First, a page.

Specific instances vary.
1. They're hosted in the US. I wish the company would pick up and move to a country not within the 14 eyes and out of jurisdiction of the cyber super powers(US, China, and Russia). Maybe panama? At least move it virtually with a warrant canary in place.
2. The search results need better contrasting colors for glancing through. Google is noticeable better with it's bolder fonts and better typeface/colors. I feel this would be easy place to innovate in over google.
3. Better site specific searches. Right now you can search a specific site for results. For example right now you can search specific sites using `site:ycombinator.com rust programming langugage` and you will only get results from hackernews. It works great right now and I use daily in my workflows but it would be great to do this from the search bar for firefox or some better way.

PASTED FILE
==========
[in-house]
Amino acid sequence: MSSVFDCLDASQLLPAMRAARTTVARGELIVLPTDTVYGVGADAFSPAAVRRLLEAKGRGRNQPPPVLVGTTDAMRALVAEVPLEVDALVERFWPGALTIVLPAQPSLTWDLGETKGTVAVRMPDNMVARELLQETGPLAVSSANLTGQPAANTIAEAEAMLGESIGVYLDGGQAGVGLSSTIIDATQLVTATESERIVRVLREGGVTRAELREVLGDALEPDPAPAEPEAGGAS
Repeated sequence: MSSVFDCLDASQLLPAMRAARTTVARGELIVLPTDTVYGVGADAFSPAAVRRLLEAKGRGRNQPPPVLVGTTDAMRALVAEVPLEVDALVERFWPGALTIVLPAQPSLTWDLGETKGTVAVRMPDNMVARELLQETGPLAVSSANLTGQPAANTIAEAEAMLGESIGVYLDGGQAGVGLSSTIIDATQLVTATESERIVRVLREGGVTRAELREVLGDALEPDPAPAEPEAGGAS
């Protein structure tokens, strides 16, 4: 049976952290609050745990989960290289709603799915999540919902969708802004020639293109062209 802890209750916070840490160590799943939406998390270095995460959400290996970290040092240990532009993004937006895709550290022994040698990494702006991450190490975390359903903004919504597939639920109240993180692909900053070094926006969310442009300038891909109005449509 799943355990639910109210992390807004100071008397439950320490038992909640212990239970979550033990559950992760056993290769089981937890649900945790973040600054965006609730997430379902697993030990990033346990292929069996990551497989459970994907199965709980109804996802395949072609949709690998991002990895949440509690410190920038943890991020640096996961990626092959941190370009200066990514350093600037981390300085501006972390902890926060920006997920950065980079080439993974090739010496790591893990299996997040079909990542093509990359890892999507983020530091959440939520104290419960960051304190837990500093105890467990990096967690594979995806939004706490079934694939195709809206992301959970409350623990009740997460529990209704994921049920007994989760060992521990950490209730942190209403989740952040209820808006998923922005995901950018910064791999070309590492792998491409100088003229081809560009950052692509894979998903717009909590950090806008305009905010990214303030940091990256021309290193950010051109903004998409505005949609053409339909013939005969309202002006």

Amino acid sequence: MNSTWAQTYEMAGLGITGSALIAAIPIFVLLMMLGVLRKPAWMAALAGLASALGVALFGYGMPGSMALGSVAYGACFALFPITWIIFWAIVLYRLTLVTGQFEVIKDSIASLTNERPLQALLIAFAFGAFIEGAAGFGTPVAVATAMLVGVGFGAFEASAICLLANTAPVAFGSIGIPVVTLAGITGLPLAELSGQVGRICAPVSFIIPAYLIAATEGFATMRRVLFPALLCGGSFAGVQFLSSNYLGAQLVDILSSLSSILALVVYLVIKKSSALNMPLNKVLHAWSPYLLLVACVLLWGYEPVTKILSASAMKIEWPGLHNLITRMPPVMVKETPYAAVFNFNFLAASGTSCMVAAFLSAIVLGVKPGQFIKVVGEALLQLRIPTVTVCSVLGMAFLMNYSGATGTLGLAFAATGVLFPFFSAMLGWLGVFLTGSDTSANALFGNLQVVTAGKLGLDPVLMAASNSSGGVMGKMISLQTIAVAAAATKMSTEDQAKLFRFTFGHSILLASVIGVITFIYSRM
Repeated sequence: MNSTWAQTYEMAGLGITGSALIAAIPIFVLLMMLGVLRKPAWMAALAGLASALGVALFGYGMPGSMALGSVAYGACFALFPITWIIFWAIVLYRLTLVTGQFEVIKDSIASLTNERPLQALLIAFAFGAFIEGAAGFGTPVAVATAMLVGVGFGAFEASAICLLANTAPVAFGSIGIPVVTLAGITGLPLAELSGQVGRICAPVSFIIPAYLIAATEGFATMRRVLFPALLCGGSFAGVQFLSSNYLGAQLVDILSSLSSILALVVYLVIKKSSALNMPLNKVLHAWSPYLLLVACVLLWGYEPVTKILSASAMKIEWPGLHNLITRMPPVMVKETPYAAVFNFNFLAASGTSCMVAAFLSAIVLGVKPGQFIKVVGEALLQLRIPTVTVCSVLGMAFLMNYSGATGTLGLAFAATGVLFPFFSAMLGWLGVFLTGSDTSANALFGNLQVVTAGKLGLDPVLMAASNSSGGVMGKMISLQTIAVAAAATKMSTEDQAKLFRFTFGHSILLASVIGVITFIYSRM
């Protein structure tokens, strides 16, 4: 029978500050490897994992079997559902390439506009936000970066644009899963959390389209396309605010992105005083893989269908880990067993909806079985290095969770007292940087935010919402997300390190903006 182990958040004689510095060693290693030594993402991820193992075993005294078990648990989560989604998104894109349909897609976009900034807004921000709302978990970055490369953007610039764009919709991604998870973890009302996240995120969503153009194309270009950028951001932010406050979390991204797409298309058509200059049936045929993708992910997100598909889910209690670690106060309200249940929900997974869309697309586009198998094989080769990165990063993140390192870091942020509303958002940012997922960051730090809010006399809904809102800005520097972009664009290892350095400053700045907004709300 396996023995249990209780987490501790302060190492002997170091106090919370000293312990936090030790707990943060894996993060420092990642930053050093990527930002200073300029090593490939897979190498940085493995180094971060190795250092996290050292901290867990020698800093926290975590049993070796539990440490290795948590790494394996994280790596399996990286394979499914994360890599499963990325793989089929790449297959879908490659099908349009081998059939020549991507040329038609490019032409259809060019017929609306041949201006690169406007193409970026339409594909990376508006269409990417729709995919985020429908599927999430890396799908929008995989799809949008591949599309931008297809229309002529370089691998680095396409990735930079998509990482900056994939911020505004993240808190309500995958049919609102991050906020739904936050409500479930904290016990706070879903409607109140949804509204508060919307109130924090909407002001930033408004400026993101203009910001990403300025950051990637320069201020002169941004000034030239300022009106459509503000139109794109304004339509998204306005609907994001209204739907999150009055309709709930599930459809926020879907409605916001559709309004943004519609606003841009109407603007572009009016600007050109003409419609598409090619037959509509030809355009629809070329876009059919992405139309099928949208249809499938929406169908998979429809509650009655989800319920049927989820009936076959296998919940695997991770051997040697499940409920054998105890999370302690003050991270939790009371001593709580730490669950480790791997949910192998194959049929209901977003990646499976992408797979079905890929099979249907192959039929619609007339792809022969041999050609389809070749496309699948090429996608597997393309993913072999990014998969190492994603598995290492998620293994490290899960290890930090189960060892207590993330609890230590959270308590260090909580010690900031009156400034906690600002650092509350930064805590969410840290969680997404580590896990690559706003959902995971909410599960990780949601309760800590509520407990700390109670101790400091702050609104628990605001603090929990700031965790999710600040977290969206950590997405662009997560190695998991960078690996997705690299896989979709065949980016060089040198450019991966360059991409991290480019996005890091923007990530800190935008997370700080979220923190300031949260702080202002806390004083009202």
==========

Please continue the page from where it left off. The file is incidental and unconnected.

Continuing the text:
Search engines have _alot_ of areas they can innovate in and I feel google with all its controversy(prism program, chinese state surveillance, etc) that many people would prefer to have their searches(and their life stories) in a company that values their users privacy to a fanatical extent.
I hadn't heard that term; in case anyone else hadn't, this page explains it pretty well:
Also lots of sites have !bangs available, like "!hackernews rust programming langugage" will go the the HN search directly.
Maybe that helps.
There are so many ways these search engines can still innovate.